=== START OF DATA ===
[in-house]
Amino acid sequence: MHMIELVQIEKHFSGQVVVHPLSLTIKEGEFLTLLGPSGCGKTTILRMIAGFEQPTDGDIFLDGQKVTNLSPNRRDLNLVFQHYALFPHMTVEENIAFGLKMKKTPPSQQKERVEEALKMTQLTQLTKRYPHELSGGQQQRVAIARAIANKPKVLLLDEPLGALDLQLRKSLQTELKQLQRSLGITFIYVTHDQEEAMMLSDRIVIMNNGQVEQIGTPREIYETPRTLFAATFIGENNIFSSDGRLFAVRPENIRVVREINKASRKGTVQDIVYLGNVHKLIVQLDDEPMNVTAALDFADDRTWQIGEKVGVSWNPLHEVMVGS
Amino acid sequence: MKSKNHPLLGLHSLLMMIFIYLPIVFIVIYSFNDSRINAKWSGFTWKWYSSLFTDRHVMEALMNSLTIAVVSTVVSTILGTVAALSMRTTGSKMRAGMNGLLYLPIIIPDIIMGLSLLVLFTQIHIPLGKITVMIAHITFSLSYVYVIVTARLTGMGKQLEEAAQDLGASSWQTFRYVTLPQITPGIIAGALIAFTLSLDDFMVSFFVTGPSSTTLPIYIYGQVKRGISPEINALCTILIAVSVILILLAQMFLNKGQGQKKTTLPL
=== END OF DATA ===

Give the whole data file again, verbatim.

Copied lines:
[in-house]
Amino acid sequence: MHMIELVQIEKHFSGQVVVHPLSLTIKEGEFLTLLGPSGCGKTTILRMIAGFEQPTDGDIFLDGQKVTNLSPNRRDLNLVFQHYALFPHMTVEENIAFGLKMKKTPPSQQKERVEEALKMTQLTQLTKRYPHELSGGQQQRVAIARAIANKPKVLLLDEPLGALDLQLRKSLQTELKQLQRSLGITFIYVTHDQEEAMMLSDRIVIMNNGQVEQIGTPREIYETPRTLFAATFIGENNIFSSDGRLFAVRPENIRVVREINKASRKGTVQDIVYLGNVHKLIVQLDDEPMNVTAALDFADDRTWQIGEKVGVSWNPLHEVMVGS
Amino acid sequence: MKSKNHPLLGLHSLLMMIFIYLPIVFIVIYSFNDSRINAKWSGFTWKWYSSLFTDRHVMEALMNSLTIAVVSTVVSTILGTVAALSMRTTGSKMRAGMNGLLYLPIIIPDIIMGLSLLVLFTQIHIPLGKITVMIAHITFSLSYVYVIVTARLTGMGKQLEEAAQDLGASSWQTFRYVTLPQITPGIIAGALIAFTLSLDDFMVSFFVTGPSSTTLPIYIYGQVKRGISPEINALCTILIAVSVILILLAQMFLNKGQGQKKTTLPL